The Woke Mom meetups are the stepping stones to organized chapters that can accomplish the work necessary to protect our sons. This work must be funded. To date, our organization has been completely self-funded; but to grow and expand, we need your help. Please consider donating to Moms of Black Boys United, Inc. this month at mobbunited.org/donate.
Summer is the time for Woke Mom meetups! We are continuing to criss-cross the country, from Charlotte to Chicago and the Bronx to Baton Rouge. In Baton Rouge, the first one was so nice, they are doing it twice! Meetups are a great opportunity to meet the moms we’ve come to know and love online, focus our energies and our mission, and reinvigorate ourselves for the work ahead of protecting our boys. Below are some highlights from the hostesses of meetups held recently. If you'd like to host or attend a Woke Mom Meetup, learn more here.
Hostess Mercedes Brazier -- "If Langston was here, he would have wanted this."
"And so begins the launch of the MOBB United for Social Change Harlem Chapter inside the Historic Langston Hughes House in Harlem. The owner of the home checked in and shared a brief history as 9 Harlem moms gathered, snacked and shared pieces of our hearts. We were brought together on a common ground. We discussed our shared journey, our sons of various ages, and why we were there.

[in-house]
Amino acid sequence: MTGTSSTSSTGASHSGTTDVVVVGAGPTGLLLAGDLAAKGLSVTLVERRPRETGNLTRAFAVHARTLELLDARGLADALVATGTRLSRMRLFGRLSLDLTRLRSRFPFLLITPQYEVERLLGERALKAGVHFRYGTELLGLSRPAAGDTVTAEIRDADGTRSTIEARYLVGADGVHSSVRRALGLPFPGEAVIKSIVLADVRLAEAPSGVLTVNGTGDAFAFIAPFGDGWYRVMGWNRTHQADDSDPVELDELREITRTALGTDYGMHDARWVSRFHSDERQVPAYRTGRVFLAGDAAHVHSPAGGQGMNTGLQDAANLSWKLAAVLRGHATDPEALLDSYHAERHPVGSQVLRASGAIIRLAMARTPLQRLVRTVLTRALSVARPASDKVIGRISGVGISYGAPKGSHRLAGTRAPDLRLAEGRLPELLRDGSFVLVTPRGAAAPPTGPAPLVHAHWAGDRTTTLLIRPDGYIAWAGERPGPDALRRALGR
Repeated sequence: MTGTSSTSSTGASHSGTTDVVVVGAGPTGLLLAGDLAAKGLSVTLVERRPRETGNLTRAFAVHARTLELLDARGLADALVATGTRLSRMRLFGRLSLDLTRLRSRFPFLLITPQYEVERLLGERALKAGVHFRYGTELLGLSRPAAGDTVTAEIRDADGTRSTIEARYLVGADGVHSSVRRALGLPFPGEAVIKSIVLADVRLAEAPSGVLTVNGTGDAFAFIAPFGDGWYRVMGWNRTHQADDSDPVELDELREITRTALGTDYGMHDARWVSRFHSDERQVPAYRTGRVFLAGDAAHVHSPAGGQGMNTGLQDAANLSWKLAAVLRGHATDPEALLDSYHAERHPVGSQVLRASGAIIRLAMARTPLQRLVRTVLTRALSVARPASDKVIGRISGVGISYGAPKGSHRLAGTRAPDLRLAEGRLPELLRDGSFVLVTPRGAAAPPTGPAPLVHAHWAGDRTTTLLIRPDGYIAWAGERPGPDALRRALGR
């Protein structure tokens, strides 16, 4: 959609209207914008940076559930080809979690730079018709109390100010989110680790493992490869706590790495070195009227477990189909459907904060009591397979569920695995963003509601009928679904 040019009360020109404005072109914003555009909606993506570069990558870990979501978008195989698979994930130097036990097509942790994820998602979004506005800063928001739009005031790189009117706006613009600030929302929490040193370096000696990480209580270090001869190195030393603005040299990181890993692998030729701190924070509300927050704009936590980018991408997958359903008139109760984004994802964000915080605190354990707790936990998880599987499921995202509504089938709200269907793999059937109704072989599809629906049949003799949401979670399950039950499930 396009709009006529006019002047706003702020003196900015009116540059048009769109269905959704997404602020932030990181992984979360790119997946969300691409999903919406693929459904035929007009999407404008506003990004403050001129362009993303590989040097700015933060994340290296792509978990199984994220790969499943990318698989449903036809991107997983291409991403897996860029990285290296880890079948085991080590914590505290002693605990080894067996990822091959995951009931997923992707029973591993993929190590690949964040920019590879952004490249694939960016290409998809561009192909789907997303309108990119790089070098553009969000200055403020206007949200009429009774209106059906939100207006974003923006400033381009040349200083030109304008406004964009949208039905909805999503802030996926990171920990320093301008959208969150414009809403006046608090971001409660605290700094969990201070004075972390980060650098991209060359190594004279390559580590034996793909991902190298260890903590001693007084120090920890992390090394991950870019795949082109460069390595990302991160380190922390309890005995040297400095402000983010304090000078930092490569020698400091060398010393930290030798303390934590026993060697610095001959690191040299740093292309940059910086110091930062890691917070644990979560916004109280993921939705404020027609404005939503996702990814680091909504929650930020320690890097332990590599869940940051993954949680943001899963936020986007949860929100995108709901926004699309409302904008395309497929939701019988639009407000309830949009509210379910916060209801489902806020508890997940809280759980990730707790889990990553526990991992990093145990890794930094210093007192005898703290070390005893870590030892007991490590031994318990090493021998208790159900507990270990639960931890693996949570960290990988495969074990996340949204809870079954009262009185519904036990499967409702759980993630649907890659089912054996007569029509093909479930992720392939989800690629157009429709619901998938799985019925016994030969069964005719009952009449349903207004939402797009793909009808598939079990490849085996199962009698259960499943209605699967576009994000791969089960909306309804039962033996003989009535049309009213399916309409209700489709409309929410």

The founder of MOBB United, Depelsha Thomas McGruder, attended and shared why she created the organization and how/why we should get involved. We all would like to meet again...I appreciated this meeting because so much of it was already planned out -- an agenda and a PowerPoint (presentation).”
Hostess Durice Galloway -- “I'm very excited (Durice) about the Woke Mom meet up for the Triad and Triangle. We had eight people register initially, and seven that attended the meeting! With that great yield, we were able to have all the non-members financially commit to joining the organization as financial members, which is a big win. All the members also agreed that an area chapter is warranted, and they thought it would be supported. We will have a followup in the next month or two, either September or October, to come back to the table.